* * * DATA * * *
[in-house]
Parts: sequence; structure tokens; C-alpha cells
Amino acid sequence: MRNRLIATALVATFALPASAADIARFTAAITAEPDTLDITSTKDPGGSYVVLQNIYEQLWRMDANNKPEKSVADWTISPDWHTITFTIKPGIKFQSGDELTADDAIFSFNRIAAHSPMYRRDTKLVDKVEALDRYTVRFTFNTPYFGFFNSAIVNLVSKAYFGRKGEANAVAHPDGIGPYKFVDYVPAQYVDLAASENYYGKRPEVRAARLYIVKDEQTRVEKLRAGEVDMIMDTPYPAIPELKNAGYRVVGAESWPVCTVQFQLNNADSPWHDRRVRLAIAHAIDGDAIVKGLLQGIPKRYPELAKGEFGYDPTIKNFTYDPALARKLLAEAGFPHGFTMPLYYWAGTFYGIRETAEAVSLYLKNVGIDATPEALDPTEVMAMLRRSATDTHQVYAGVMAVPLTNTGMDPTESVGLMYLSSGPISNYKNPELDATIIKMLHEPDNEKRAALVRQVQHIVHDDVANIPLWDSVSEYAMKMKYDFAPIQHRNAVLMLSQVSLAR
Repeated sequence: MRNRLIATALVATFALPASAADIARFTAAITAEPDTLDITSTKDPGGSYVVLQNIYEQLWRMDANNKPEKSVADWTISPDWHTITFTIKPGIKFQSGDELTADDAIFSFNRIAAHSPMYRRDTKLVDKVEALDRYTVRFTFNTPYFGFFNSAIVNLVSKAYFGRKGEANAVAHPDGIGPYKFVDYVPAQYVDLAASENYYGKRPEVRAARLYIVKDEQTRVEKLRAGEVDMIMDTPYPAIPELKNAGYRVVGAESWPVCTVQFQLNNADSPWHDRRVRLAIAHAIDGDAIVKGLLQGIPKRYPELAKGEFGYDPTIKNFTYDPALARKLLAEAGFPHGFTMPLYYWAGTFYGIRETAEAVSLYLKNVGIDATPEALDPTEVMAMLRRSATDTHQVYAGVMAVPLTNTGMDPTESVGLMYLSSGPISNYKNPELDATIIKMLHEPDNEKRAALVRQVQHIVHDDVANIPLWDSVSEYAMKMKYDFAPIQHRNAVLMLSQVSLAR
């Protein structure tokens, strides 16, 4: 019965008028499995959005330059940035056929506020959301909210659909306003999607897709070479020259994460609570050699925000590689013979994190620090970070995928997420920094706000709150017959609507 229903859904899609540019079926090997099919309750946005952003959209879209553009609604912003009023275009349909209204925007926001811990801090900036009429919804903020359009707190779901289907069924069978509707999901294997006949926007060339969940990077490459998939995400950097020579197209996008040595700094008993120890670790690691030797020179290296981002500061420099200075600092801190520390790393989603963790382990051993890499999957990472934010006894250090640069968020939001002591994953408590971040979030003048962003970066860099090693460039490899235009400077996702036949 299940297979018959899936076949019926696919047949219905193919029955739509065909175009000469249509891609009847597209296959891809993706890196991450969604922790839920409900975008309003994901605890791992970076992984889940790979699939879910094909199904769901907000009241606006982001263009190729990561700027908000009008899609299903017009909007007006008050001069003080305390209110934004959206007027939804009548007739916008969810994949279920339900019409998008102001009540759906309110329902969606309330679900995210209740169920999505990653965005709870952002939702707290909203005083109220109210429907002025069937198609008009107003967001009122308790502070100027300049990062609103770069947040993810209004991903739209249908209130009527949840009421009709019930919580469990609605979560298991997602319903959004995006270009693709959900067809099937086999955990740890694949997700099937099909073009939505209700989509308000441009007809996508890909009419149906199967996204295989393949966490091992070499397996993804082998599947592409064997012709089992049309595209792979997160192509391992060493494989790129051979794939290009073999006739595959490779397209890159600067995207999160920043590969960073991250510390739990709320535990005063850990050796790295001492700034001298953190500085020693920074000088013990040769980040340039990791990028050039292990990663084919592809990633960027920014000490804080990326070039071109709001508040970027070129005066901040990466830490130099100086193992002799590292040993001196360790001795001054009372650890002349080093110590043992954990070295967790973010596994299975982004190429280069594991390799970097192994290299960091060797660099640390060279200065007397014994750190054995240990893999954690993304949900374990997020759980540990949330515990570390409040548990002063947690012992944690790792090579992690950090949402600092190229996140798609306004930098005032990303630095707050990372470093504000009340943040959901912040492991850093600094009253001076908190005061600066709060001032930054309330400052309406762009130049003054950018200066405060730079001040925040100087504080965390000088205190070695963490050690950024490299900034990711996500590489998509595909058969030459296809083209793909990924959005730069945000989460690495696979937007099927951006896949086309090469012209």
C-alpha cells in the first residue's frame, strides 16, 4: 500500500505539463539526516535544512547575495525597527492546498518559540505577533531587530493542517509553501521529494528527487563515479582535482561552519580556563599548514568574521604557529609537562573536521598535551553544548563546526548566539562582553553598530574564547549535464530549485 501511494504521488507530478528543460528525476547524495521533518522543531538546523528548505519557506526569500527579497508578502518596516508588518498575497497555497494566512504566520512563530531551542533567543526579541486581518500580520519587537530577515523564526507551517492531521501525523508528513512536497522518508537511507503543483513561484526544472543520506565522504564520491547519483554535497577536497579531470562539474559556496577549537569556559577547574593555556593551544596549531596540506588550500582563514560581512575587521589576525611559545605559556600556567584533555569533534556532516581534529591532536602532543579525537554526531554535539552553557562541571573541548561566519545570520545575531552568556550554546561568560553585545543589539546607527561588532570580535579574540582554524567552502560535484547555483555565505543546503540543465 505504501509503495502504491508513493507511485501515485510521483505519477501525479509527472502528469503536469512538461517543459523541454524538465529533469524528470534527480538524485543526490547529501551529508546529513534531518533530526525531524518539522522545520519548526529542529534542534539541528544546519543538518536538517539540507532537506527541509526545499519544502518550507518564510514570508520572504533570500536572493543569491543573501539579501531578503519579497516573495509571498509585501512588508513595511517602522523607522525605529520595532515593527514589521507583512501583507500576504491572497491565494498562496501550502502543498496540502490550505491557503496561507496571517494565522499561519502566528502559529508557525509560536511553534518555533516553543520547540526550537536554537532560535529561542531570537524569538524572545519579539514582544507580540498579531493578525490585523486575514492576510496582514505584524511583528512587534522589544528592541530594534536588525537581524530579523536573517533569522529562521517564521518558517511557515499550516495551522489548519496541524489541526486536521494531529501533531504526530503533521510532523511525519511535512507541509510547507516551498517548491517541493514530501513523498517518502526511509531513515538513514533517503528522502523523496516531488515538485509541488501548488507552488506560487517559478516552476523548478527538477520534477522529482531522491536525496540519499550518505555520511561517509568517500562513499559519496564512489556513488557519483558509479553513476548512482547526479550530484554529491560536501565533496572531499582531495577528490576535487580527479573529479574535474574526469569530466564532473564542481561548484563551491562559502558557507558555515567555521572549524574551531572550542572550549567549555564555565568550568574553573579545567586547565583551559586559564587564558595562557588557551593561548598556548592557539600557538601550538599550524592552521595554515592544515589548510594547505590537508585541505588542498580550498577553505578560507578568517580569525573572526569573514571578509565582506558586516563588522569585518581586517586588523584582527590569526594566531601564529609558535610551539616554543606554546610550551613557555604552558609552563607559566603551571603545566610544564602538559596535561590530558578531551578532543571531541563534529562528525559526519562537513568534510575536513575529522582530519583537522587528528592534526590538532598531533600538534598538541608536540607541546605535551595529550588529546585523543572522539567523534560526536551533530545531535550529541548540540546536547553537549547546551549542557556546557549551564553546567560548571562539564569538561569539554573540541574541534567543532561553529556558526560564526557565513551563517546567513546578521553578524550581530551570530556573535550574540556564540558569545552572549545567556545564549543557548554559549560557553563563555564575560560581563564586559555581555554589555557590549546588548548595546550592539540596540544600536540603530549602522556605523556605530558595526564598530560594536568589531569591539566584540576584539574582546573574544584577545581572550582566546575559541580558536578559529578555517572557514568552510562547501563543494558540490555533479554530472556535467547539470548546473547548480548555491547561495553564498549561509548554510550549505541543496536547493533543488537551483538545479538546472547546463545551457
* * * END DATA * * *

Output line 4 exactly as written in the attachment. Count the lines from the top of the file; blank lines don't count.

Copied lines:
Repeated sequence: MRNRLIATALVATFALPASAADIARFTAAITAEPDTLDITSTKDPGGSYVVLQNIYEQLWRMDANNKPEKSVADWTISPDWHTITFTIKPGIKFQSGDELTADDAIFSFNRIAAHSPMYRRDTKLVDKVEALDRYTVRFTFNTPYFGFFNSAIVNLVSKAYFGRKGEANAVAHPDGIGPYKFVDYVPAQYVDLAASENYYGKRPEVRAARLYIVKDEQTRVEKLRAGEVDMIMDTPYPAIPELKNAGYRVVGAESWPVCTVQFQLNNADSPWHDRRVRLAIAHAIDGDAIVKGLLQGIPKRYPELAKGEFGYDPTIKNFTYDPALARKLLAEAGFPHGFTMPLYYWAGTFYGIRETAEAVSLYLKNVGIDATPEALDPTEVMAMLRRSATDTHQVYAGVMAVPLTNTGMDPTESVGLMYLSSGPISNYKNPELDATIIKMLHEPDNEKRAALVRQVQHIVHDDVANIPLWDSVSEYAMKMKYDFAPIQHRNAVLMLSQVSLAR